The proximity of clinical services to the academic centre facilitates excellent collaboration between clinicians and researchers to the clear benefit of both.
A range of general and specialist out patient clinics are provided including sub specialty clinics for patients with ankylosing spondylitis, metabolic bone disease, connective tissue disease and vasculitis reflecting the clinical and academic interests of the department. The is collaboration with the paediatric services for children and adolescents with inflammatory arthritis including transition services. The day case unit is staffed by a team of trained nurses and supervises the assessment and administration of biologic therapies.The NHS Grampian Department of Rheumatology based at Aberdeen Royal Infirmary on the Foresterhill site provides a comprehensive range of clinical services across the spectrum of rheumatic disease for the population of North East Scotland and Orkney (population approx. 540 000). With a strong emphasis on the diagnosis and management of inflammatory joint disease there is a purpose designed clinical area with a suite of out patient rooms, a modern day case unit and area for physiotherapy and occupational therapy care. Mobile and fixed ultrasound units are available for the assessment of synovitis and a high level of clinical experience is available within the senior medical team. The Grampian Osteoporosis Service is collocated within the Rheumatology centre and boasts two state of the art DXA scanners. Video conferencing facilities are provided within the department and are used for clinical and other networking purposes. Access to in patient facilities is available on site when required and there are good working relations with a number of related clinical specialties.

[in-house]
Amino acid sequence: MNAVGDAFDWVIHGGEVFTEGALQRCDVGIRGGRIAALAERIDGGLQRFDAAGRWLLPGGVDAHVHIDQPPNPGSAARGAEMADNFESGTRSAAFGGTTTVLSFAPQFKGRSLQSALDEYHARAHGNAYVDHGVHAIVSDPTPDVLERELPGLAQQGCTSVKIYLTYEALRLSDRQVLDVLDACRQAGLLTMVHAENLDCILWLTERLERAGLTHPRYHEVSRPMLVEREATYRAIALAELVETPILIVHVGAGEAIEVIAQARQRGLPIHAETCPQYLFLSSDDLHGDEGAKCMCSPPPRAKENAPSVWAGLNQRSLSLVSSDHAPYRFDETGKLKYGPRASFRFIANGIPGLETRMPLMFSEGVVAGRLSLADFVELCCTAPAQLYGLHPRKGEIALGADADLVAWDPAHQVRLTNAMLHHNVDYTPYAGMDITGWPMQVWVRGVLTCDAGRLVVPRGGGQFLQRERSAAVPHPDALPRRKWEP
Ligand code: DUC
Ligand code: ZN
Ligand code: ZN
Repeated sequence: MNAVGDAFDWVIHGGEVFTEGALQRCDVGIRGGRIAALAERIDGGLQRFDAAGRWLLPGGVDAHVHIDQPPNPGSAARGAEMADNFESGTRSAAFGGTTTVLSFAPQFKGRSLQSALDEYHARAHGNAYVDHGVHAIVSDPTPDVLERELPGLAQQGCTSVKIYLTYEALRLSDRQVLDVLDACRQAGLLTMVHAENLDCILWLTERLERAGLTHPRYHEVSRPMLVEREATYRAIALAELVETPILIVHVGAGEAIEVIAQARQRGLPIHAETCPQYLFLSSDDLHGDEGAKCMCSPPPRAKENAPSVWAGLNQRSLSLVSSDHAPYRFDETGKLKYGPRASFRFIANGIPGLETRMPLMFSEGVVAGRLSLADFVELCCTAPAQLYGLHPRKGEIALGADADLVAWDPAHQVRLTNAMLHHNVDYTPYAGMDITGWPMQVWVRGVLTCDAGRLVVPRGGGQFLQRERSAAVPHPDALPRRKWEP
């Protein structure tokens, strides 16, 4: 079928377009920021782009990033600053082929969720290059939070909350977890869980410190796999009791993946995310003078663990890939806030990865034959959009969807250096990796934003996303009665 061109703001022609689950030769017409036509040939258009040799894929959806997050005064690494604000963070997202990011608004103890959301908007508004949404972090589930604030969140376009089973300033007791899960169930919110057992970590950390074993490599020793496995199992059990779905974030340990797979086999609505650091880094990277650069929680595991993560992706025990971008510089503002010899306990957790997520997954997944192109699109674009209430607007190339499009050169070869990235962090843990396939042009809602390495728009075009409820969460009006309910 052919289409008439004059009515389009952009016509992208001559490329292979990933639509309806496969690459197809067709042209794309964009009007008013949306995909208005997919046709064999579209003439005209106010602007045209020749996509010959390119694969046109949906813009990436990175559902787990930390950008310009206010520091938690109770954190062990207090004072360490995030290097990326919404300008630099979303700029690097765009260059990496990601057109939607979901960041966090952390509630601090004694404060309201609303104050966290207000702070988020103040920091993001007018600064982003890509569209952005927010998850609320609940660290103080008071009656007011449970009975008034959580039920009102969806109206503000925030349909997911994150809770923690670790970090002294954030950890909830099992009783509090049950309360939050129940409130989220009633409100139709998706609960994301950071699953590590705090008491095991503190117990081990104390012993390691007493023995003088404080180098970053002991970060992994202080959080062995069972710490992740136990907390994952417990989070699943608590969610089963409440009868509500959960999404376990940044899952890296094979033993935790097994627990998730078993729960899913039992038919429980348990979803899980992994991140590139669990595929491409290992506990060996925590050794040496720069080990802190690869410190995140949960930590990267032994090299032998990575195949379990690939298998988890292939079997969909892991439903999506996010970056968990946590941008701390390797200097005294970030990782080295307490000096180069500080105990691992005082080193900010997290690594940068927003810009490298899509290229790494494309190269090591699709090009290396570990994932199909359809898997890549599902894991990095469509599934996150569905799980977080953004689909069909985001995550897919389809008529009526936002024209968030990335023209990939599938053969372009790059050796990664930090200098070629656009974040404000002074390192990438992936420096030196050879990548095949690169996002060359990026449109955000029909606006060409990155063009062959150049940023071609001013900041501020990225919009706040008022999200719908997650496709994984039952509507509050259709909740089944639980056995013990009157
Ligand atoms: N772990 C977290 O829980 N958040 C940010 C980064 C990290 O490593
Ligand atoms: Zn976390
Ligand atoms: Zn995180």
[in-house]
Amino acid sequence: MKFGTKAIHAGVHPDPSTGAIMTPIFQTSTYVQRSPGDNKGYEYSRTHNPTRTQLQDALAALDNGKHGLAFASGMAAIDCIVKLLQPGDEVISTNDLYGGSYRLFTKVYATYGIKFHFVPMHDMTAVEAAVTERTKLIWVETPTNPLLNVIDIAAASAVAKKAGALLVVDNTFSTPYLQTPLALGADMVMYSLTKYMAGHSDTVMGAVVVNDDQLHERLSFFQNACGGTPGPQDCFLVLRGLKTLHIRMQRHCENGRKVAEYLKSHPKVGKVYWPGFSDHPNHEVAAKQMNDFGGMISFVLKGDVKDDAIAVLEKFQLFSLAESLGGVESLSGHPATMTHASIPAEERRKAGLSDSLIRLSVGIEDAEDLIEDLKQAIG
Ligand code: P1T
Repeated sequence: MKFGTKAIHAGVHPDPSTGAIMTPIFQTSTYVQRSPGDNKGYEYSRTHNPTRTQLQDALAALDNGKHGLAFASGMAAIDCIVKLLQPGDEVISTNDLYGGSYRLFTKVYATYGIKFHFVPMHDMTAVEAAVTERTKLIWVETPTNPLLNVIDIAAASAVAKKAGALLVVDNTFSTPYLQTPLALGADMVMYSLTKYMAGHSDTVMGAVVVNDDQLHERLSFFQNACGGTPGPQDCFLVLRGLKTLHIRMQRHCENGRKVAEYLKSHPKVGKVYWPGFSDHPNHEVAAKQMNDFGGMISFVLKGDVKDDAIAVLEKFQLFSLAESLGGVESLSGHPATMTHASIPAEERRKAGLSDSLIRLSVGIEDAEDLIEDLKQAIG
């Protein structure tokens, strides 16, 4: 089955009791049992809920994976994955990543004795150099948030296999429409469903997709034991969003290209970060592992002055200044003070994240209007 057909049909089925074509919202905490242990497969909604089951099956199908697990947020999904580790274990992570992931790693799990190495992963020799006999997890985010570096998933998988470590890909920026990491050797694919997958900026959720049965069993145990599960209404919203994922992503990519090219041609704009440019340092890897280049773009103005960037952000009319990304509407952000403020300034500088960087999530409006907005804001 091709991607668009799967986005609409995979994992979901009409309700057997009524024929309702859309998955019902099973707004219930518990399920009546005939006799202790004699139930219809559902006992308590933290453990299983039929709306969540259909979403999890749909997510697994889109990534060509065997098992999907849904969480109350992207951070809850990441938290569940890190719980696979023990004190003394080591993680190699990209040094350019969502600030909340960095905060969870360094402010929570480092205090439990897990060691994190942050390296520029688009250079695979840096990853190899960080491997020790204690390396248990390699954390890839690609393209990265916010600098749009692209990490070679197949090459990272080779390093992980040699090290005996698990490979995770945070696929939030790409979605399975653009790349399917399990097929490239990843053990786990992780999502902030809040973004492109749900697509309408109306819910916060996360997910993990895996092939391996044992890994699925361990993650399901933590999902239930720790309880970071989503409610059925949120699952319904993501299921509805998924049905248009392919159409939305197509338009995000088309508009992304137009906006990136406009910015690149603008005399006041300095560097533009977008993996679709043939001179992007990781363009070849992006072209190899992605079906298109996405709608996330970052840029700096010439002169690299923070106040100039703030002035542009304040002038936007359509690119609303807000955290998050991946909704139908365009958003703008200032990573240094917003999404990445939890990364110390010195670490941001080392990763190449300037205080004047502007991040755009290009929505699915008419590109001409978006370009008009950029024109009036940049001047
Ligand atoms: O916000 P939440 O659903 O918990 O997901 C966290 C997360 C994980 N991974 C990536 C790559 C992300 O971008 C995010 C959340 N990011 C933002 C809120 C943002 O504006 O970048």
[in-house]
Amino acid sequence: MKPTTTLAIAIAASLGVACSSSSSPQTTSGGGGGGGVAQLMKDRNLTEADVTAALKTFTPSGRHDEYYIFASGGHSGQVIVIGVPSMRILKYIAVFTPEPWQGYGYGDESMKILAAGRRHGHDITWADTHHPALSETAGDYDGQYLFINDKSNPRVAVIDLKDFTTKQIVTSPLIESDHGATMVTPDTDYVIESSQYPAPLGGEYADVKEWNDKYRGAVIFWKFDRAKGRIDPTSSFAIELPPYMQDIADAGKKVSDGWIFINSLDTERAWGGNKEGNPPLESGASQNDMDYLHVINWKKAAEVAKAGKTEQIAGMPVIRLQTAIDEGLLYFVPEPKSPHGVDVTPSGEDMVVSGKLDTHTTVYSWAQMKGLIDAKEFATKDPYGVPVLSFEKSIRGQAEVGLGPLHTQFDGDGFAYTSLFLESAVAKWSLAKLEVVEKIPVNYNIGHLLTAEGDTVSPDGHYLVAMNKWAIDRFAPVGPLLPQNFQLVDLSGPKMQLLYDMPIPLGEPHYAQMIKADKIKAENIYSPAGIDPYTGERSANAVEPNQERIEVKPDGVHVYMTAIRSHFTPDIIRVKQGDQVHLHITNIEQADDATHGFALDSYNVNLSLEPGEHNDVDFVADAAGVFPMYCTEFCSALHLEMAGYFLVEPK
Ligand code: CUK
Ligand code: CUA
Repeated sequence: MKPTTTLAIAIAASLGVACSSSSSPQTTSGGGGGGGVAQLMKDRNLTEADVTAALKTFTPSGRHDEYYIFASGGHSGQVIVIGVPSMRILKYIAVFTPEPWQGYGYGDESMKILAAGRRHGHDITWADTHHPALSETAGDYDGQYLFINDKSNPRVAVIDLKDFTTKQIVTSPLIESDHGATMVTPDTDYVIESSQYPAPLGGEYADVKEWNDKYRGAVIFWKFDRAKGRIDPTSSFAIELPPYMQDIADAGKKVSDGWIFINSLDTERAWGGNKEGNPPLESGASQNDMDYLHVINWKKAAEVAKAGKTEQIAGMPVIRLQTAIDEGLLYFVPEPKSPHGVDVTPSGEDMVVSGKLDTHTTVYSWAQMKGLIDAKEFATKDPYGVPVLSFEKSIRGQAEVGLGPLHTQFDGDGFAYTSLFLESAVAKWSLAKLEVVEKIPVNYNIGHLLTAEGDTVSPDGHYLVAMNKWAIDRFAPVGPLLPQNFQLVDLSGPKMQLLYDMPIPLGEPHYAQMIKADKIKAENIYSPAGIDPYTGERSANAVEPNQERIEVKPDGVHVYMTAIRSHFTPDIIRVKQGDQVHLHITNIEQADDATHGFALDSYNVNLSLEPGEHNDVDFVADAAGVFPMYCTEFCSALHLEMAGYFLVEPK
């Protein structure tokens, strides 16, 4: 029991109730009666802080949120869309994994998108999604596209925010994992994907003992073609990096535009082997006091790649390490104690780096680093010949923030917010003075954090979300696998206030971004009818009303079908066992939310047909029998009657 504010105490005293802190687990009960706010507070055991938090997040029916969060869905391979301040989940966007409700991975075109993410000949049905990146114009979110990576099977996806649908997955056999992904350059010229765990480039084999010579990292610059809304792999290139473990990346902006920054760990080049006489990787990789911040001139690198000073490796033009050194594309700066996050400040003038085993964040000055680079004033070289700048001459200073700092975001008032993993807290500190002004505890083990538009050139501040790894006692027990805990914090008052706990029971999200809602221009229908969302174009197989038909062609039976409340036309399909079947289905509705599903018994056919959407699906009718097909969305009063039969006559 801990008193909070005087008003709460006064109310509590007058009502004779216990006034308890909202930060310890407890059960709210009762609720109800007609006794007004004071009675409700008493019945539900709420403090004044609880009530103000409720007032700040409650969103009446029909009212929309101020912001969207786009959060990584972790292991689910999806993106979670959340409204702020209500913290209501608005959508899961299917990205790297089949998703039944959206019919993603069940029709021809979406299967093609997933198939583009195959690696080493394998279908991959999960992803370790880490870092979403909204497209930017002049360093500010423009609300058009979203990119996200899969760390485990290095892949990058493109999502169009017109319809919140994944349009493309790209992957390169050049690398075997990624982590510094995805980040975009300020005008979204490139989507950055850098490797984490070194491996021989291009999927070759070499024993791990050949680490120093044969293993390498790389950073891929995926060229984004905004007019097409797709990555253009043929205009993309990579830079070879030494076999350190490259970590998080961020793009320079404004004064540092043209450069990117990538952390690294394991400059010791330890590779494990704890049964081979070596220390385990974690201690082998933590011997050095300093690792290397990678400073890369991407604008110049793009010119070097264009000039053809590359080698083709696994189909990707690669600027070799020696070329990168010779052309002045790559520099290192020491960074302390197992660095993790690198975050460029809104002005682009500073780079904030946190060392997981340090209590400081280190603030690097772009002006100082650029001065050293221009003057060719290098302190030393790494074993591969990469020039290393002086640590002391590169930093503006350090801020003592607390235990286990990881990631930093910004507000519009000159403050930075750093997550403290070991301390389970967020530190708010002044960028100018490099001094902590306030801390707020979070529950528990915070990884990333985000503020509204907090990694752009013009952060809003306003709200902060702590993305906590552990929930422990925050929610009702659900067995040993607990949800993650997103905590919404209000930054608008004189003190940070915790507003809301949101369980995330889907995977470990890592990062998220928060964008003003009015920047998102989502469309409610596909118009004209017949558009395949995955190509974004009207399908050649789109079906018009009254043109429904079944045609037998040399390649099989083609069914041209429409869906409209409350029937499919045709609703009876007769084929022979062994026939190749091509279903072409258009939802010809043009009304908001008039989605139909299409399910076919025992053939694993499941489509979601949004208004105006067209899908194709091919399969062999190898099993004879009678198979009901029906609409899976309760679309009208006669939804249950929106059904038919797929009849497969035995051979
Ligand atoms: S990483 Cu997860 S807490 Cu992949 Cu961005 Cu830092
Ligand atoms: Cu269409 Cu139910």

North East Scotland covers a large geographical area and “peripheral“ clinics are held at Dr Gray’s Hospital, Elgin (65 miles from Aberdeen). Dr Gray’s Hospital also has DXA facilities linked to the centre in Aberdeen for consistency in reporting. Clinics are also run in Balfour Hospital, Orkney in the Northern Isles of Scotland supplemented by regular, innovative, tele-Rheumatology clinics utilising the expertise of the the senior physiotherapist based on the islands. Recently, a mobile DXA unit has been purchased for the benefit of the population in remote parts of North Scotland and the clinical and cost effectiveness of this approach is being scientifically evaluated.
The department is committed to undergraduate education within the University of Aberdeen, trains junior doctors in Rheumatology and has an active postgraduate education and audit programme.